This is the season for peace and joy, and we hope members of the Alaska Legislature are basking in the mood of the moment. More than that, we hope they will embrace the same warm feelings once the new lawmaking session opens in just three weeks.
A commitment to harmony would be a very good thing and would make all of us look forward with some anticipation that the state's needs will be well served in Juneau this coming year.
Alas, we confess to having some reservations about the prospects for a fruitful and well-mannered session. The November election, cantankerous enough, was immediately followed by an effort by the Democratic minority leadership in the House to torpedo organizational plans by the Republican majority.
The GOP quickly put down the rebellion, but the Democrats smirked a bit about the coup they almost pulled off. And in the weeks since then, all the same old Democratic grumps have been on television taking potshots at any political target in sight.
Too bad. Much will be on the plate when the first session of the state's 24th Legislature gets under way on Jan. 10.
Gov. Frank Murkowski has put his budget proposal on the table and served up what he calls an aggressive agenda that he will have ready for the legislators when they get down to business.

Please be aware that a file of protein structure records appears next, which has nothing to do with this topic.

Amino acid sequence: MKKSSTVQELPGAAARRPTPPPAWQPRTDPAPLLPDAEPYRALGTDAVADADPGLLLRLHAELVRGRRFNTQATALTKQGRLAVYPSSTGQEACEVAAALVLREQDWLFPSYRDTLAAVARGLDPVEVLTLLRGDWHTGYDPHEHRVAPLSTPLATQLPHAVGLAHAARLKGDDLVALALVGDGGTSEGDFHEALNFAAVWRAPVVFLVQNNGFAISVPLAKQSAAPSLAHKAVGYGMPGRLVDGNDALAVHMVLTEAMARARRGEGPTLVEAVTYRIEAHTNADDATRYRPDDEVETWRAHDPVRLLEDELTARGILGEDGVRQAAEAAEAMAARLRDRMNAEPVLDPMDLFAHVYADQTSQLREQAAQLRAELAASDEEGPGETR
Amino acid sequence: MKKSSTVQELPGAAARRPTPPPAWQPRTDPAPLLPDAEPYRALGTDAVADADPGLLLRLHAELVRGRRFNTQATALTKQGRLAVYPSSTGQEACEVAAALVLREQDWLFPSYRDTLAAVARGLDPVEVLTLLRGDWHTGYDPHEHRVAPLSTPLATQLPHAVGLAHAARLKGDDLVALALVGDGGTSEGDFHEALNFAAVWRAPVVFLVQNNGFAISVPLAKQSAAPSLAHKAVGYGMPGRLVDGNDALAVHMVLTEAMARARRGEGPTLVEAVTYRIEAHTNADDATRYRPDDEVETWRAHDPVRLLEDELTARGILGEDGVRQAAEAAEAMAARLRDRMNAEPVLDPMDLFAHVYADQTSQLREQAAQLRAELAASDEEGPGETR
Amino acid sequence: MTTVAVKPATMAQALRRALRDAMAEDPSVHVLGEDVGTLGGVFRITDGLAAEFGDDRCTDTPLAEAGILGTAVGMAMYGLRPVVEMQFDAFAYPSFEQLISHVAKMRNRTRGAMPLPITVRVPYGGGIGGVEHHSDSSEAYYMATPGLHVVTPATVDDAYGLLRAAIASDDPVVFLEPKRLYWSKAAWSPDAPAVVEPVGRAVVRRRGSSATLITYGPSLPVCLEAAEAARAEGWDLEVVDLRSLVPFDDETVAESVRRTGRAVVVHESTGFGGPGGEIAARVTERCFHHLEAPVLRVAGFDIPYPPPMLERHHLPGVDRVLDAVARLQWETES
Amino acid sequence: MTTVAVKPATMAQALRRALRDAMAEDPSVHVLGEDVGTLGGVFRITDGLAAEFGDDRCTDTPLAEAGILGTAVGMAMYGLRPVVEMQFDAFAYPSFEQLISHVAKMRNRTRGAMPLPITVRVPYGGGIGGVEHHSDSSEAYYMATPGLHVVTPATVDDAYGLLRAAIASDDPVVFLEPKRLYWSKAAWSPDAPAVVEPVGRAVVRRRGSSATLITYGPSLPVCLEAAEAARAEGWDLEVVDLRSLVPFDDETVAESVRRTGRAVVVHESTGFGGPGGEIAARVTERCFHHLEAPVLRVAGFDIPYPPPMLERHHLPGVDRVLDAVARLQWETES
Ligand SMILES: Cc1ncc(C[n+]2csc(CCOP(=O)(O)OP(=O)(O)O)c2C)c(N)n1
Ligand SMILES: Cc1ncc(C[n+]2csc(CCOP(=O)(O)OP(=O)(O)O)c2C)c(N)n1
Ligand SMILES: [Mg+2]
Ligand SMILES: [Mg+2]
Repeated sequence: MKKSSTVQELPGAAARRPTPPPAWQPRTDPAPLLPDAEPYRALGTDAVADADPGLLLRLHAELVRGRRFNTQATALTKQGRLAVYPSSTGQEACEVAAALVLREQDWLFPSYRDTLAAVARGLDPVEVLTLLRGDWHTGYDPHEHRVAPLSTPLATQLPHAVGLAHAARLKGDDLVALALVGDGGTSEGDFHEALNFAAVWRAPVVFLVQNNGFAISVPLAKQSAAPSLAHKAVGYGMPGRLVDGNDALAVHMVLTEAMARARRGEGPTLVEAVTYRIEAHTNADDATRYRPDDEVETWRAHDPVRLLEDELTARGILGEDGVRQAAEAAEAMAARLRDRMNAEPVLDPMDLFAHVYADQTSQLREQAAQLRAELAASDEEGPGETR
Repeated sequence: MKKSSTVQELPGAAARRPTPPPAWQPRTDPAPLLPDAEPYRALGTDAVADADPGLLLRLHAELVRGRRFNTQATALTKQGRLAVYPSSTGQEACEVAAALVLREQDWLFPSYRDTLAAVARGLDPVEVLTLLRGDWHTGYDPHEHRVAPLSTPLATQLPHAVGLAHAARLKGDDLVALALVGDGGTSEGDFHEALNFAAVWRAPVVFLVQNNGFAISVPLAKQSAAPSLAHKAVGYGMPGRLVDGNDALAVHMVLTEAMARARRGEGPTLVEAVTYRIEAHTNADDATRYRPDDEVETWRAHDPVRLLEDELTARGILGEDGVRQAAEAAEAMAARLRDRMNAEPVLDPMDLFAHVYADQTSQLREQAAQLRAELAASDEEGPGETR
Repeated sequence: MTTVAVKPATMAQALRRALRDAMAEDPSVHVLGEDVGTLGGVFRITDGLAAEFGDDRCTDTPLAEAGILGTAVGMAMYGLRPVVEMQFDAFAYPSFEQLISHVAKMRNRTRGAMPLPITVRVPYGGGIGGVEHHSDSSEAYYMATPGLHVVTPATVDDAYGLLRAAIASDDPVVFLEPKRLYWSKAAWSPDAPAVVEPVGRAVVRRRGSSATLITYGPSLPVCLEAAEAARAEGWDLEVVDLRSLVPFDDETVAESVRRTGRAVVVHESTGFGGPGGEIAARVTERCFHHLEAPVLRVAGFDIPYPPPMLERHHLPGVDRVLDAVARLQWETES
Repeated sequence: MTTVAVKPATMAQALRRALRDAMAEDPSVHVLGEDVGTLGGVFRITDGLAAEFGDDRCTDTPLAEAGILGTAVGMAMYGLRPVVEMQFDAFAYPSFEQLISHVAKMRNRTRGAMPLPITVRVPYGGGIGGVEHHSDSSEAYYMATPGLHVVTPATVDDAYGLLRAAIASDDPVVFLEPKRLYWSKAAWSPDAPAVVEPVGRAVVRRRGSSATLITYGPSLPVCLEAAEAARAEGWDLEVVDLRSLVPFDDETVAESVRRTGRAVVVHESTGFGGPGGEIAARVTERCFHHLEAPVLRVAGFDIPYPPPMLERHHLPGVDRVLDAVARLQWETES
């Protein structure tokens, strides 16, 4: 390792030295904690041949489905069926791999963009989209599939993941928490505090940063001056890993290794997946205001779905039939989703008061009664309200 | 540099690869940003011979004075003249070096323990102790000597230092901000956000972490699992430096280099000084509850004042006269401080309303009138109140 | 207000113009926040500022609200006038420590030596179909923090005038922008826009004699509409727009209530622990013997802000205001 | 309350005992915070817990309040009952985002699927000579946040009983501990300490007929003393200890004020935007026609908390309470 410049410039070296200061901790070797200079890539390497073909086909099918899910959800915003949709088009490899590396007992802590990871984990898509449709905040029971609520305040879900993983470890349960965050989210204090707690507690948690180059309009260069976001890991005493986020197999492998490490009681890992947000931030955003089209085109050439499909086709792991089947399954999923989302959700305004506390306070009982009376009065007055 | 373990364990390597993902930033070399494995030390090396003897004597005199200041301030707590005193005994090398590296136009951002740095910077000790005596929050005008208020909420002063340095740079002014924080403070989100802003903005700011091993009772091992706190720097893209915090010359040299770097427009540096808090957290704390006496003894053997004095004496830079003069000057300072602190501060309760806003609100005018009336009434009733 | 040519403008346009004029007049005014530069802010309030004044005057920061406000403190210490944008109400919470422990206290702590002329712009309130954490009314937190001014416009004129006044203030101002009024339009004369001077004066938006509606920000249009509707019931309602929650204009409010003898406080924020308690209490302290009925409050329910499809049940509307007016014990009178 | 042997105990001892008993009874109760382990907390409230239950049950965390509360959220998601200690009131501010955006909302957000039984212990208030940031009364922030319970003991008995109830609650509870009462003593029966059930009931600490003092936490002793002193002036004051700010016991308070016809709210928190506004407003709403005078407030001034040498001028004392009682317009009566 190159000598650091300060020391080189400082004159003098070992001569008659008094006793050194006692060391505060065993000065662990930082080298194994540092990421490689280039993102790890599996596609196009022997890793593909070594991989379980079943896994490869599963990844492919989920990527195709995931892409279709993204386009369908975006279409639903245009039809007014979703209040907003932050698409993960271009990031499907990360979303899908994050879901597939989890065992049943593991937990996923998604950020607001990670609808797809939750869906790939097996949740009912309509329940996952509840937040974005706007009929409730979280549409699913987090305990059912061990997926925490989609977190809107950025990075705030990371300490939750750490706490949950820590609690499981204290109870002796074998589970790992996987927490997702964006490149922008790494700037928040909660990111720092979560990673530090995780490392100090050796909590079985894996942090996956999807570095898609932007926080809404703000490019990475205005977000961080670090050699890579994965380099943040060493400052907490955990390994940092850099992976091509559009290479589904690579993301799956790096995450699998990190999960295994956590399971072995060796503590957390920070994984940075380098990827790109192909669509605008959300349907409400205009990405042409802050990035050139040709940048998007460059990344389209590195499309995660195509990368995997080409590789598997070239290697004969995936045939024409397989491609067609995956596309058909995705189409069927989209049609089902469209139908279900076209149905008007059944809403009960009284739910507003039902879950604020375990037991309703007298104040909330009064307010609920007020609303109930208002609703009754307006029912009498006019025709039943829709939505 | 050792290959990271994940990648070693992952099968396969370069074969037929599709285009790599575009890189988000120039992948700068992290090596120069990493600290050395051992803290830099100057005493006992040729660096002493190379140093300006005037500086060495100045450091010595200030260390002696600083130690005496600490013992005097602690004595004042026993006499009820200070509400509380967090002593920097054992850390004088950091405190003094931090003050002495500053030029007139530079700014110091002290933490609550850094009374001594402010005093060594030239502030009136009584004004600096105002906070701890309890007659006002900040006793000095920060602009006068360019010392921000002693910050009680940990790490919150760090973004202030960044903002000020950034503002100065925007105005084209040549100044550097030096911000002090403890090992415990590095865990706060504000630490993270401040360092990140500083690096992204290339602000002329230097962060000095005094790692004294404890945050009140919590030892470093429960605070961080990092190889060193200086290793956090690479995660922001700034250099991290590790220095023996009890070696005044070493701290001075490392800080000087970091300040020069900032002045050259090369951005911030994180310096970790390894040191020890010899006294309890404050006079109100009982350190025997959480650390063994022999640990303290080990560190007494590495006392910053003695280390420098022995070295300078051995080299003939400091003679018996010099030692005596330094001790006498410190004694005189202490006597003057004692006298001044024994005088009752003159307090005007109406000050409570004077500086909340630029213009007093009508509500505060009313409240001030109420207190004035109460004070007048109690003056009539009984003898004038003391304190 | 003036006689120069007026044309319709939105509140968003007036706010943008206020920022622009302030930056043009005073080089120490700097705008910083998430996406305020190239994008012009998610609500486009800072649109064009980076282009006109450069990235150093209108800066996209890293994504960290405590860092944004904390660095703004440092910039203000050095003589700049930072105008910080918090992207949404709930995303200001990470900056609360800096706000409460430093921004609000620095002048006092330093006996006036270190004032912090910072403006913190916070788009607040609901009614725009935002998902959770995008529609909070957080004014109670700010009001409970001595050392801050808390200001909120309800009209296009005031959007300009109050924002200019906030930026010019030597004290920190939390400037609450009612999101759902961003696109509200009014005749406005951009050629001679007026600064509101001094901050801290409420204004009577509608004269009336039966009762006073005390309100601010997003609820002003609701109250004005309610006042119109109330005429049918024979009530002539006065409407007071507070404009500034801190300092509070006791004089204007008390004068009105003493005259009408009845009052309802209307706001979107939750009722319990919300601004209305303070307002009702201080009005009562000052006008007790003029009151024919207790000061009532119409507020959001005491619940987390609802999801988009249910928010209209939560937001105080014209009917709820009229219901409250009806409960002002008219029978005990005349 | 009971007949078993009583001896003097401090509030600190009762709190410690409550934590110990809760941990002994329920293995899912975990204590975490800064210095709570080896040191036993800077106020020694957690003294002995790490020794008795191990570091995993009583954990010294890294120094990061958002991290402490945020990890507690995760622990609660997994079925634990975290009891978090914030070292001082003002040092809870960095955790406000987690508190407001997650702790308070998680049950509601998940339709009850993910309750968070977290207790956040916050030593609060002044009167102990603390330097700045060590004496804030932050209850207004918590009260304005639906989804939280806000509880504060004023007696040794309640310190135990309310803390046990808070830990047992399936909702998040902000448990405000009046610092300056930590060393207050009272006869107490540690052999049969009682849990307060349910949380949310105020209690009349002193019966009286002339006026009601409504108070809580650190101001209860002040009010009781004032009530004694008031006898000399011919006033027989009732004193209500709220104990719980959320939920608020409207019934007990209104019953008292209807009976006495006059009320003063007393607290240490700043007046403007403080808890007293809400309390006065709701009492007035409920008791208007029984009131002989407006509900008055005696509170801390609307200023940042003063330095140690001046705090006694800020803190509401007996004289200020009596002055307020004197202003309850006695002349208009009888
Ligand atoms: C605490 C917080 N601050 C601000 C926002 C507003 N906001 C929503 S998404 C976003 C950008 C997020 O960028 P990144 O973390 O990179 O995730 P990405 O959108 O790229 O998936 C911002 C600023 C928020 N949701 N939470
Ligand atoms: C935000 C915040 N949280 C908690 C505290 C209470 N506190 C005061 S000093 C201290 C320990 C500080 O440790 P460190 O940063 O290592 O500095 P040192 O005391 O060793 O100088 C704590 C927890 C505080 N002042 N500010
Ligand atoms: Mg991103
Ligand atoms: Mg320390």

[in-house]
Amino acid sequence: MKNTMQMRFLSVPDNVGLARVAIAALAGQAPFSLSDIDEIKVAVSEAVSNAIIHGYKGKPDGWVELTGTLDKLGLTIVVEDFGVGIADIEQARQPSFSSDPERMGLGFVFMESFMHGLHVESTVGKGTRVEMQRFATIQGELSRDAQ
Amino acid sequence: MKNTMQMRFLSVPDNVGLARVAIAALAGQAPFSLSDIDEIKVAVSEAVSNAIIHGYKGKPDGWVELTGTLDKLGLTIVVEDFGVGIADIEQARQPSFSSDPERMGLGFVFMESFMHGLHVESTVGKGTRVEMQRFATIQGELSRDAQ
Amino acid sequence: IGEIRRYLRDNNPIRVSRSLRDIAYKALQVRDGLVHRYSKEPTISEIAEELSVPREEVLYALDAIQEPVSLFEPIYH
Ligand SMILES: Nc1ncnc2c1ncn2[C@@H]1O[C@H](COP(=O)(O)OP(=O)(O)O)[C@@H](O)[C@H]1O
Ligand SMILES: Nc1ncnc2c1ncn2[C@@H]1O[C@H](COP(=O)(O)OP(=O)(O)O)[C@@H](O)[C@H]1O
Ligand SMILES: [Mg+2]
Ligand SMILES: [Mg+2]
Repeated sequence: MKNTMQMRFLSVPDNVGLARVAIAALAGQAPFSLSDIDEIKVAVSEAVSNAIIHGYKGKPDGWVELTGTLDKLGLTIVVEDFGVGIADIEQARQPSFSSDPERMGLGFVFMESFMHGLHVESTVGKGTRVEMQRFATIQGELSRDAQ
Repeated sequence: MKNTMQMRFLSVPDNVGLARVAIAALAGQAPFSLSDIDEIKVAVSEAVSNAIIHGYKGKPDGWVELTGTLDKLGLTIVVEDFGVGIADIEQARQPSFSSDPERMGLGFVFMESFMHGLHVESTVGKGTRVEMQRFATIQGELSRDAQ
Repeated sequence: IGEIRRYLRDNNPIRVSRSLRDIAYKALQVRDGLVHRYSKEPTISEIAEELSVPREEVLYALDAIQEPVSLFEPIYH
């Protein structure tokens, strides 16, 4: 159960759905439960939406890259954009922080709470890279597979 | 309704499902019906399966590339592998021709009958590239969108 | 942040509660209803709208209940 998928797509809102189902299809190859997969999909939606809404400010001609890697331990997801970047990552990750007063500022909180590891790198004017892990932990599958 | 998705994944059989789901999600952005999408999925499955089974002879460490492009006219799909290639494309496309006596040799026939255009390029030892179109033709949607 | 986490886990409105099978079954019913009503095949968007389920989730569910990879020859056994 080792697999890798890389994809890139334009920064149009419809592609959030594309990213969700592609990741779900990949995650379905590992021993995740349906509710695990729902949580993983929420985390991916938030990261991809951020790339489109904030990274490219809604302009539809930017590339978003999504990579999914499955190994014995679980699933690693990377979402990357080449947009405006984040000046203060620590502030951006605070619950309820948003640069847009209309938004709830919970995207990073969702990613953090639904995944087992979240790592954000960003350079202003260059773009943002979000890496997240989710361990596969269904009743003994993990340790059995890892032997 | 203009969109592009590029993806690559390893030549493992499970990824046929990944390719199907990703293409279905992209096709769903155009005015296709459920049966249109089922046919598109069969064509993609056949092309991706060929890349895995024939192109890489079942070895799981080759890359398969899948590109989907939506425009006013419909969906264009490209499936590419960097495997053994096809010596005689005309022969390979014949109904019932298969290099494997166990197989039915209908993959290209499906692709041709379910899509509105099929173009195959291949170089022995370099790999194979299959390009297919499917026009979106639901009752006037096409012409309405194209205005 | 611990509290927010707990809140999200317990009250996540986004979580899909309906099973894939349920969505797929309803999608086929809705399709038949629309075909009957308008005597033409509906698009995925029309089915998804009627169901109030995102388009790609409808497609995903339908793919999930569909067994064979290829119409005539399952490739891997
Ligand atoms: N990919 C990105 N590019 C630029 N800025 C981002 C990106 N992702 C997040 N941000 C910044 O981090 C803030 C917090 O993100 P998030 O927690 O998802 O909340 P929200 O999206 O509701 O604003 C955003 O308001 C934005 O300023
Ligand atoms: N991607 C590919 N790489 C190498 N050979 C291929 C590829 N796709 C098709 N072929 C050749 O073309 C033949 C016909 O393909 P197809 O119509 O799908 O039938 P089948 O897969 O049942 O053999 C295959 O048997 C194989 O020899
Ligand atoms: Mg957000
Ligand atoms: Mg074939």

Among other things, he's seeking approval for $20 million in transportation construction programs, much of which will assist in expanding the state's oil and gas development.
''When I talk about increasing oil and gas development in this state,'' Murkowski has said, ''what we really are talking about is increasing job opportunities for Alaskans.''
Surely all the Republicans and Democrats in the Legislature will eagerly embrace that idea, without a lot of acrimony.
The opportunities within the state's grasp in the coming year are significant, among them the prospect of congressional approval for the opening of the coastal plain of the Arctic National Wildlife Refuge and for a final green light to plans for construction of a natural gas pipeline from the North Slope.
Working together for the good of the state should not be impossible for those who serve in the state House and Senate.
Surely the legislators - and most particularly, perhaps, the Democrats who have played an obstructionist role in recent years - know that Alaskans are fed up with political wrangling in Juneau.
Even the people of South Dakota finally got tired of the blockades Democratic leader Tom Daschle raised in the U.S. Senate to every initiative of President George W. Bush.
There's a message there for legislators. The same thing that happened in South Dakota can happen here.
Let peace reign in the Legislature next year.
- The Voice of the Times (Anchorage)
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